Drug-induced hyperglycemia refers to a phenomenon in which the blood glucose level induced by drugs exceeds the fluctuation range of normal blood glucose. In some patients, blood sugar and glucose tolerance can return to normal after stopping the drug, and some patients may show organic damage resulting in diabetes. So, what drugs in the clinic can cause blood sugar to rise?
Glucocorticoids can increase blood sugar by antagonizing the hypoglycemic effect of insulin. Different types of glucocorticoids with different structures cause different levels of hyperglycemia. Among them, hydrocortisone, prednisone, and methylprednisolone are more common. Family history of diabetes, obesity, etc. may also be risk factors for high blood sugar using glucocorticoids.
The increase in blood sugar caused by these drugs generally occurs after 2 to 3 weeks of medication, and fasting blood sugar is generally normal. The change of blood sugar is related to the peak of hormone action. For example, methylprednisolone generally takes effect 4 to 8 hours after treatment, and prednisone takes effect 6 to 8 hours after treatment. Therefore, under the mode of once a day in the morning, the patient’s blood sugar mainly increases in the afternoon.
The possible mechanism of growth hormone leading to blood sugar increase is: reducing the utilization of glucose by cells, promoting gluconeogenesis, glycogen decomposition and glycogen output; it can also antagonize the effect of insulin, long-term high-dose application of growth hormone can make peripheral tissues insulin resistance .
Such drugs can cause hypokalemia, inhibit insulin secretion, or directly have toxic effects on pancreatic islet cells. Studies have shown that about 30% of patients treated with such drugs can develop hyperglycemia. Generally, the larger the dose, the greater the risk of hyperglycemia. The common drug is hydrochlorothiazide.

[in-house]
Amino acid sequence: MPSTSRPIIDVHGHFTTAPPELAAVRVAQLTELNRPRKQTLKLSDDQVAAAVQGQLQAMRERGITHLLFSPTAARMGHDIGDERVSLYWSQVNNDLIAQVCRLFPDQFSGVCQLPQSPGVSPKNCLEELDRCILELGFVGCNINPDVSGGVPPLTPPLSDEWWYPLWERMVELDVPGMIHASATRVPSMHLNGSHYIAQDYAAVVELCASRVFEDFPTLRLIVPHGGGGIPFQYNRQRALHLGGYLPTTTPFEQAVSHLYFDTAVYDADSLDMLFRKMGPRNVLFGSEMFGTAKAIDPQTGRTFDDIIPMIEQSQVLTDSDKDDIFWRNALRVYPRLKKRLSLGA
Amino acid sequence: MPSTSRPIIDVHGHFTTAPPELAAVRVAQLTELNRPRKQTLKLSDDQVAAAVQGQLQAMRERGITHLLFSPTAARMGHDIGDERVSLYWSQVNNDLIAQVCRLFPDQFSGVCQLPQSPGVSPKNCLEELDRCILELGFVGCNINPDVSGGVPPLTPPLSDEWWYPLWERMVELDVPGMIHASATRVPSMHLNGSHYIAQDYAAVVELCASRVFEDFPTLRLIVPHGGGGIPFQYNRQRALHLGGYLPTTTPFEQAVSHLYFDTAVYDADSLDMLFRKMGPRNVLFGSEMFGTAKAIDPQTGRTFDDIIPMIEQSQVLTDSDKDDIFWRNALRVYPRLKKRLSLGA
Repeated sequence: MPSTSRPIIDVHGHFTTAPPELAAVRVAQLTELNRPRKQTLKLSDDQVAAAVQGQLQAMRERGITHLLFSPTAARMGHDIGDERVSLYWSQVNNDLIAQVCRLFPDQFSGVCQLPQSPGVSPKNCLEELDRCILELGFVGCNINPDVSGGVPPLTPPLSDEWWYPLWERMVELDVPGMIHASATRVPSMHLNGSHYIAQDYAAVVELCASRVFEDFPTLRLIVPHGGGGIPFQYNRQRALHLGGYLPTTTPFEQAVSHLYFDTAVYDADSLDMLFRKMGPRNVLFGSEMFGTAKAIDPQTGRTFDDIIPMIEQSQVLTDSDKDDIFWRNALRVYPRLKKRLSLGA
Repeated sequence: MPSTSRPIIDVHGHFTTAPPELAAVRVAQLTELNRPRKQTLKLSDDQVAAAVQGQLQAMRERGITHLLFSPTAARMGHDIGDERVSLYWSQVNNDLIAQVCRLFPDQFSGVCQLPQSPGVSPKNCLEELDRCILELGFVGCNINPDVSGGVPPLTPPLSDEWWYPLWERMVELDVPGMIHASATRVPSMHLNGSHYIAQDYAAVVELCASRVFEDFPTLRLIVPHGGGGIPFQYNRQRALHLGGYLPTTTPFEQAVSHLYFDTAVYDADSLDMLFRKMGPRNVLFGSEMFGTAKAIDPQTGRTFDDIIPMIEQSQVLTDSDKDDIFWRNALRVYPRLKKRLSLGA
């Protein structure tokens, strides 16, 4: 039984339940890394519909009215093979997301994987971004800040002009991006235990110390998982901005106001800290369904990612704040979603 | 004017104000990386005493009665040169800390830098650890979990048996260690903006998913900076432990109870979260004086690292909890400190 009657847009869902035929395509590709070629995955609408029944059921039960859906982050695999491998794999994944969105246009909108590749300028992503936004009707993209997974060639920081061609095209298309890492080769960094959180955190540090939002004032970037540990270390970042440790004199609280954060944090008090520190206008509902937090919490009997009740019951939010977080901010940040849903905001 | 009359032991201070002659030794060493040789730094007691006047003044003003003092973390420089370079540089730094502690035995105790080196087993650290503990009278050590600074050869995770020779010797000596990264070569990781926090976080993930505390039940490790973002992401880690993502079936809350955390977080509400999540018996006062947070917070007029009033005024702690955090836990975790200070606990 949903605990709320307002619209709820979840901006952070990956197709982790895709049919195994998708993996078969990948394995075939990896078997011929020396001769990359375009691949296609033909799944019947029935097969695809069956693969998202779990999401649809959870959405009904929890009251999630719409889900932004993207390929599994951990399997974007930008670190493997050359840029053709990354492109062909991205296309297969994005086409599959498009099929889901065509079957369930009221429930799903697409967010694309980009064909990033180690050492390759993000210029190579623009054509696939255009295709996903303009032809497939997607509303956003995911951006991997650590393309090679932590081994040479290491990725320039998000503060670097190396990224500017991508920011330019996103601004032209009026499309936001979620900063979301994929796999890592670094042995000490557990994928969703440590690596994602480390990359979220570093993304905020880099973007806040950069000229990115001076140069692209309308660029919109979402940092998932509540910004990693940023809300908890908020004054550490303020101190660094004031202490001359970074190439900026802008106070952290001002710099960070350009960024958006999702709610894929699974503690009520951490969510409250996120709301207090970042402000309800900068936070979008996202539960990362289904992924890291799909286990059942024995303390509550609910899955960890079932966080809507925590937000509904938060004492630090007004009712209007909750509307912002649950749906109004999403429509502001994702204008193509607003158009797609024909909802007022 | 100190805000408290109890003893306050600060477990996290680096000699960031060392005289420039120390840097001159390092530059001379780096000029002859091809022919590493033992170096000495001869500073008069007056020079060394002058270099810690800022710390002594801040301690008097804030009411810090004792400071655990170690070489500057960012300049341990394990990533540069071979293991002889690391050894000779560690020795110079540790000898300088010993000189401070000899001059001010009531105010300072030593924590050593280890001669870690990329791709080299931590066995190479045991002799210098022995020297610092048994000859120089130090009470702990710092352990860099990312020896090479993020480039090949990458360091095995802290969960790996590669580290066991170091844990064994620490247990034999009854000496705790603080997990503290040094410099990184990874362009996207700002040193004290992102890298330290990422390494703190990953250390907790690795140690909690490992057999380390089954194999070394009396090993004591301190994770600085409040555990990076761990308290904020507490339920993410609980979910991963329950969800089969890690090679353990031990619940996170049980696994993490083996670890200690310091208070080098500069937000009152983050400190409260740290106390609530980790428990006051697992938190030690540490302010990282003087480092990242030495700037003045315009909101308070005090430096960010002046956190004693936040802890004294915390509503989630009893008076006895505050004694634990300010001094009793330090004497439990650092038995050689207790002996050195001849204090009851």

The effects of these drugs on blood sugar are more complicated. On the one hand, they can inhibit the secretion and release of insulin, increase blood sugar, and induce diabetic hyperosmolar coma in severe cases; on the other hand, these drugs can inhibit the decomposition of catecholamines to glycogen and lead to low Blood sugar, at the same time, it conceals symptoms such as sweating and increased heart rate that occur during hypoglycemia, making it difficult to detect hypoglycemia and causing serious consequences. The common drug propranolol.
The mechanism by which such drugs cause blood glucose to rise may be necrosis of pancreatic islet cells, vacuolation, inhibition of insulin secretion, and increase of insulin resistance. Studies have found that larger doses of tacrolimus and cyclosporine A can easily cause blood sugar to rise. Among them, tacrolimus has a stronger effect on raising blood sugar.
Typical first-generation antipsychotic drugs such as quetiapine and chlorpromazine can cause blood glucose to rise to varying degrees. The mechanism is to induce weight gain, antagonize hypothalamic dopamine receptors, inhibit hypothalamic blood glucose regulation, and reduce insulin secretion.
Including platinum, asparaginase, methotrexate, cyclophosphamide, L-asparaginase, etc. can cause certain damage to pancreatic β-cells, resulting in decreased insulin synthesis and secretion, and increased blood sugar.
Statins, especially fat-soluble statins, have a tendency to increase blood sugar while lowering cholesterol. This may be related to the fact that statins can damage the pancreatic β cells of patients and indirectly cause the decrease of insulin secretion.
Niacin-based lipid-lowering drugs may have a negative effect on the metabolism of glucose and insulin, reduce insulin sensitivity, and cause high blood sugar.
Oral contraceptives contain norethindrone and norgestrel. Taking norethinorgestrel may slightly increase blood sugar, make recessive diabetes become dominant, and have adverse effects on women with diabetes.
β2 receptor agonist
Such as salbutamol. The possible reason for the increase in blood sugar of patients is that diabetic patients will have higher blood sugar, free fatty acids, ketone bodies and triglyceride levels when using these drugs. These adverse reactions can be improved by reducing the dose of the drug and disappear after stopping the treatment.
Phenytoin, thyroid hormone, levodopa, theophylline, morphine, gatifloxacin, rifampicin, indomethacin, etc. Traditional Chinese medicines that can cause blood sugar to rise, such as perilla, gentian, gentian, fritillary, scorpion, codonopsis, eucommia, velvet, licorice, etc.
In short, for drug-induced hyperglycemia, patients should be diagnosed early and treated promptly. For non-diabetic patients, if the blood sugar is found to rise after medication, it should be identified whether it is caused by the drug, and other non-drug factors should be excluded. For drug-induced hyperglycemia, in principle, the pros and cons should be weighed and the suspicious drugs should be stopped. If it is necessary to continue the medication, oral hypoglycemic drugs or insulin can be used under the guidance of a doctor.